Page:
About the Wildlands

Great Pond Mountain Conservation Trust acquired 4300 acres of the Wildlands preserve in East Orland in 2005. With several acquisitions since, the property is now about 5100 acres.

The first Wildlands Campaign, completed in 2007, raised $2.86 million for purchase of the property and a Wildlands Stewardship Fund. Funding included a $346,000 grant from the Land for Maine’s Future Program. Another campaign, ending in 2023 raised another $2.6 million to fund land acquisition and the many stewardship projects to maintain and improve a road infrastructure the size of a small town.

Managed for wildlife habitat, sustainable forestry, and low-impact recreation, the Wildlands is a place where you may see a moose while mountain biking, an osprey while paddling along a pristine shore, or enjoy an amazing view from more than one mountain – all within minutes of Rte. 1.

Wildlands Natural Resource Inventory, 2006  by Alison Dibble and Catherine Rees. This is the first comprehensive look at the Wildlands natural resources. It is a foundational document in the acquisition and management of the Wildlands.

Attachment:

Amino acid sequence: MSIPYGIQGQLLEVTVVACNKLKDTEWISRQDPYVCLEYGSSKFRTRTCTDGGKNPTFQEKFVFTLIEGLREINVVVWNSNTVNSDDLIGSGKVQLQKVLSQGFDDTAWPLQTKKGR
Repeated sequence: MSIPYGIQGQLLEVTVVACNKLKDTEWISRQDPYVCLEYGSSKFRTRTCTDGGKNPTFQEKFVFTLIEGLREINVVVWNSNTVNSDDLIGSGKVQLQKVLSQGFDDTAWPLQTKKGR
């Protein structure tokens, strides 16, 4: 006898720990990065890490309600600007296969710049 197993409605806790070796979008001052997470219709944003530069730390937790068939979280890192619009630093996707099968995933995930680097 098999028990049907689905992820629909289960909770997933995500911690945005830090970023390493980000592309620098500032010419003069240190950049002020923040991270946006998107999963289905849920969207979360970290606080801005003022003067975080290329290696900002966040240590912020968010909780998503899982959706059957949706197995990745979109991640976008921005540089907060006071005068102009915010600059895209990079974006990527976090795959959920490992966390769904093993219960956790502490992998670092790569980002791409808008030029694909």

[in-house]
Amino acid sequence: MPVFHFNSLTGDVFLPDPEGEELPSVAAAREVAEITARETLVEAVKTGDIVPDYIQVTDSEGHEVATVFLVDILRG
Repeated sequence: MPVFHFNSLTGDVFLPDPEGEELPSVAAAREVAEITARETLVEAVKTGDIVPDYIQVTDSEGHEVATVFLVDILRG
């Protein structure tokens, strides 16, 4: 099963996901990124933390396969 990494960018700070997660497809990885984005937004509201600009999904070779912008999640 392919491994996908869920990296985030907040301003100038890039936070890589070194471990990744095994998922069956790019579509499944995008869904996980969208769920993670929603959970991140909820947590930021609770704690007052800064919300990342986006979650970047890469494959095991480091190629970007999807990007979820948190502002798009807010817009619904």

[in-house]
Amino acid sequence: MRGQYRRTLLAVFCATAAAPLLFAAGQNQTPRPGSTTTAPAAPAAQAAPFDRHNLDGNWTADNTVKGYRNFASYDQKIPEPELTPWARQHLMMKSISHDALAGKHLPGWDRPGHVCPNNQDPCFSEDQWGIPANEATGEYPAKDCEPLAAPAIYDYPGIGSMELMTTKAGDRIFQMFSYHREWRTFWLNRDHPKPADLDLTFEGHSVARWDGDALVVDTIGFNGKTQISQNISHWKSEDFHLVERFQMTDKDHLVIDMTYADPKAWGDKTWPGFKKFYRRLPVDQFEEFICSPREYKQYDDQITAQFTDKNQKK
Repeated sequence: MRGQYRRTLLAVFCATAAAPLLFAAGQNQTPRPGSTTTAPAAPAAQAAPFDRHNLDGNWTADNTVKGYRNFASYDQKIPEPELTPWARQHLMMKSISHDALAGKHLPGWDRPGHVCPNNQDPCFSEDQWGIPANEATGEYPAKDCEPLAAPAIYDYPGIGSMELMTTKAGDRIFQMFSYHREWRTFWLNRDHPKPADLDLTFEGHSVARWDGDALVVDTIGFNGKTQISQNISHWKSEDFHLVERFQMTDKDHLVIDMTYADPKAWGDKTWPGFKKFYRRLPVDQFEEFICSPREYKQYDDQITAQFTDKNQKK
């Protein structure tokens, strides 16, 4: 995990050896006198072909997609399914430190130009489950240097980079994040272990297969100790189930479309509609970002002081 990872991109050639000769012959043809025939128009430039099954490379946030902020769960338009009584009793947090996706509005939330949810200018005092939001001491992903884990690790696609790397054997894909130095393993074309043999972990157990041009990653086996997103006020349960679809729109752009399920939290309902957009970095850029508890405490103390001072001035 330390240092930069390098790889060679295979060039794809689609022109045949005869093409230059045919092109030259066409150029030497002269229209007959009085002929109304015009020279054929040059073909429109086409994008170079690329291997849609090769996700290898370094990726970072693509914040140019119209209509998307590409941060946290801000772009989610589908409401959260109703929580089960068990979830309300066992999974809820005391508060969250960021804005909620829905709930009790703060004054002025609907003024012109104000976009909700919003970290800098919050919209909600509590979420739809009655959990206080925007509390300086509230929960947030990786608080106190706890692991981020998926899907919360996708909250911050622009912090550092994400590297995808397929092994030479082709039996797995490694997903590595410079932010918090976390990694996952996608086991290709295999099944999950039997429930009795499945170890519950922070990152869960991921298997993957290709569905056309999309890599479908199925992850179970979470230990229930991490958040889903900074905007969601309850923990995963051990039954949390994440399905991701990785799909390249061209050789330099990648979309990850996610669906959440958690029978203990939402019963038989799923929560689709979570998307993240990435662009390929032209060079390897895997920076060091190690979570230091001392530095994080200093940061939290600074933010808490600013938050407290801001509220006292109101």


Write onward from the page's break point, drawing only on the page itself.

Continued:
Pesticide Use in the Wildlands Why and how we use pesticides.

The land known as the Wildlands is the homeland of the Wabanaki people. Issues of water, territorial rights, and encroachment upon Indigenous sacred sites are ongoing. We recognize that the Wabanaki Tribal Nations (Maliseet, Mi’ kmaq, Passamaquoddy, and Penobscot) are distinct, sovereign, legal, and political entities with their own powers of self-governance and self-determination. We respect Wabanaki stewardship of this land for thousands of years before Europeans arrived, and we are committed to working with them to address management, access, and other issues.